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The recruitment model for gene activation stipulates that an activator works by bringing the transcriptional machinery to the DNA. Recent experiments in bacteria and yeast indicate that many genes can be activated by this mechanism. These findings have implications for our understanding of the nature of activating regions and their targets, and for the role… (More)
Proteins that activate genes are quite disparate in character; in particular, some work 'universally' and others do not. A simple model can accommodate most of the recently published results.
Retinoic acid (RA) affects the growth and differentiation of cells in culture, usually to decrease the growth rate. In amphibian limb regeneration RA has the remarkable ability to affect pattern formation by changing positional identity, but its initial action on the limb is to inhibit division of the blastemal progenitor cells. Newt limb blastemal cells… (More)
Many crucial cellular enzymes--including RNA polymerases, kinases, phosphatases, proteases, acetylaters, etc.--have multiple potential substrates. Regulation entails substrate selection, a process effected by a mechanism we call regulated localization. This formulation is particularly well illustrated by the mechanisms of gene regulation. Analysis of these… (More)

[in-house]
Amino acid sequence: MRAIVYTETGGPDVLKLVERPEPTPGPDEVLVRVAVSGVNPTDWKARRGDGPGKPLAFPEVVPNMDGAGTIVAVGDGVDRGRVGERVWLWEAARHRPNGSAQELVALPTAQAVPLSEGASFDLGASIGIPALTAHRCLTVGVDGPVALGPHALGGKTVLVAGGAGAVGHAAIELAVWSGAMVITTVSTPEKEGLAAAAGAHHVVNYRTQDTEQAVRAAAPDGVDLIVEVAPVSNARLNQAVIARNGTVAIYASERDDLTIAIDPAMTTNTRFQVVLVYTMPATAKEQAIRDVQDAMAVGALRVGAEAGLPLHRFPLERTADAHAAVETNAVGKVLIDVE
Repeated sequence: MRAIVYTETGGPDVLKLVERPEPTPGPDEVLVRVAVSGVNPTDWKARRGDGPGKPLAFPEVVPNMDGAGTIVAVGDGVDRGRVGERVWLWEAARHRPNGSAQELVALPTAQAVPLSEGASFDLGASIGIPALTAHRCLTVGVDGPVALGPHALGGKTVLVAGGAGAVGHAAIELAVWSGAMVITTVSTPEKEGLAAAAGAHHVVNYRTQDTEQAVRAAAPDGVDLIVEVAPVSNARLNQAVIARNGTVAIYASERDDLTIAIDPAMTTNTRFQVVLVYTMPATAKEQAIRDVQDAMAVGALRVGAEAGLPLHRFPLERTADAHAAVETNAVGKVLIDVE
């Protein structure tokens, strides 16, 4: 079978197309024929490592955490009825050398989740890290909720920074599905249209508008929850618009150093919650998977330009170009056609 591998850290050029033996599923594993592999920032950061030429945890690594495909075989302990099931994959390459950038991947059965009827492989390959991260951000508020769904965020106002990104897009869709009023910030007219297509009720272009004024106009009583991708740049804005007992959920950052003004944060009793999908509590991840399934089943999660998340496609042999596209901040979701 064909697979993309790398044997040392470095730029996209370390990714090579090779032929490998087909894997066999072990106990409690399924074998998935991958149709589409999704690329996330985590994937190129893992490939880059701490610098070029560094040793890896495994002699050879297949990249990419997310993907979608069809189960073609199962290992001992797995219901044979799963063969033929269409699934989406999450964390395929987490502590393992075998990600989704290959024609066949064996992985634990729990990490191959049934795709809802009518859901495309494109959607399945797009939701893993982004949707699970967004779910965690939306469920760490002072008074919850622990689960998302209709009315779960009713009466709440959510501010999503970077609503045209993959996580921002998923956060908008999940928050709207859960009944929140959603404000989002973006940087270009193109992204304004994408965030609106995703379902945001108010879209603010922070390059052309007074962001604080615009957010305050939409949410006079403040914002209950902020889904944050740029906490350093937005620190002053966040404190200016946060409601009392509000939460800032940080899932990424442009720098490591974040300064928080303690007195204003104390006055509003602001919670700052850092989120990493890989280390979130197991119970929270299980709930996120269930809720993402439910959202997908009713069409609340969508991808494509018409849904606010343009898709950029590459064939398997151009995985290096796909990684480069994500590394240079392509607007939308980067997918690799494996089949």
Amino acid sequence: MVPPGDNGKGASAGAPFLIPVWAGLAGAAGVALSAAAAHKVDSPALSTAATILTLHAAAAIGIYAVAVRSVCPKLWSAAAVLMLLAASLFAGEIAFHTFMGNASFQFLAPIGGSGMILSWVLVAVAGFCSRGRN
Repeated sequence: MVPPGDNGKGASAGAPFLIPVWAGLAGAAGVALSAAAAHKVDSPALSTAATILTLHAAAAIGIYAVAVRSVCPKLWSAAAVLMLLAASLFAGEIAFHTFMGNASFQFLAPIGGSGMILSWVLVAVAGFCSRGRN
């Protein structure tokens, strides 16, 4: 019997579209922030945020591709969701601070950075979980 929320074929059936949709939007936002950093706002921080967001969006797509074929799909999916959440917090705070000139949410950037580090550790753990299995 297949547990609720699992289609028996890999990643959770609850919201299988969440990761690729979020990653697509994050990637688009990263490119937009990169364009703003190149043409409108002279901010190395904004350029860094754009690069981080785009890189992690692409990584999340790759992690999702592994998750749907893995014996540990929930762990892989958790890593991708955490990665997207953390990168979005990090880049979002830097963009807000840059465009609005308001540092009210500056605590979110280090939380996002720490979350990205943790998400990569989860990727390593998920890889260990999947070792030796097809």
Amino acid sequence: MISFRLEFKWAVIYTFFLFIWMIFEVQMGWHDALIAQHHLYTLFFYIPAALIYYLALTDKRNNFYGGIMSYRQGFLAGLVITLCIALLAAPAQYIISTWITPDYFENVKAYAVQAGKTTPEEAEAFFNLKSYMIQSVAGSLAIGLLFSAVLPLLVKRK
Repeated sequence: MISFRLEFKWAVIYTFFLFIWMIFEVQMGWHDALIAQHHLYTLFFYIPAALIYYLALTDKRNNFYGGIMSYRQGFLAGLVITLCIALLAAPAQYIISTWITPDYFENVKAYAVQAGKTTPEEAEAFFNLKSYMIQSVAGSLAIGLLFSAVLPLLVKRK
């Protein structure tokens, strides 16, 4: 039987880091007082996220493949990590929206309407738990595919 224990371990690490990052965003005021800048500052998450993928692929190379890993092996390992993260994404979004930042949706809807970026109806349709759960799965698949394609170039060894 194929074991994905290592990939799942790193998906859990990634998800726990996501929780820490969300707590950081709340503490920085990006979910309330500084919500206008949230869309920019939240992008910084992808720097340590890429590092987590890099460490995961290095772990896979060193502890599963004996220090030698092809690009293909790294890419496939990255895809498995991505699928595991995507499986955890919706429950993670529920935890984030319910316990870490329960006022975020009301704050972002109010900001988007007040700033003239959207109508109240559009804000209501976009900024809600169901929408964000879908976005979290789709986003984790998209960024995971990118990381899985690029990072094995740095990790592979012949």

Amyotrophic lateral sclerosis (ALS) is a rapidly progressive, adult-onset motor neuron disease that arises as a dominantly inherited trait in approximately 10% of ALS cases. Mutations in one gene, cytosolic Cu/Zn superoxide dismutase (SOD1), account for approximately 25% of familial ALS (FALS) cases. We have performed a genetic linkage screen in 16… (More)
The Msx-1 homeobox gene is expressed in various contexts during vertebrate development, including the progress zone of the avian and mouse limb bud. Expression of mouse Msx-1 in a cultured myogenic cell line conferred a transformed phenotype and inhibited fusion into myotubes. It has been proposed that Msx-1 expression is required to maintain certain cells… (More)
The effects of retinoic acid on cell proliferation, differentiation and patterning are thought to be mediated by the various retinoic acid receptors. Different receptor types are encoded by distinct genes (alpha, beta, and gamma), whereas various isoforms within each type are encoded by splicing variants resulting from the use of alternative promoters. The… (More)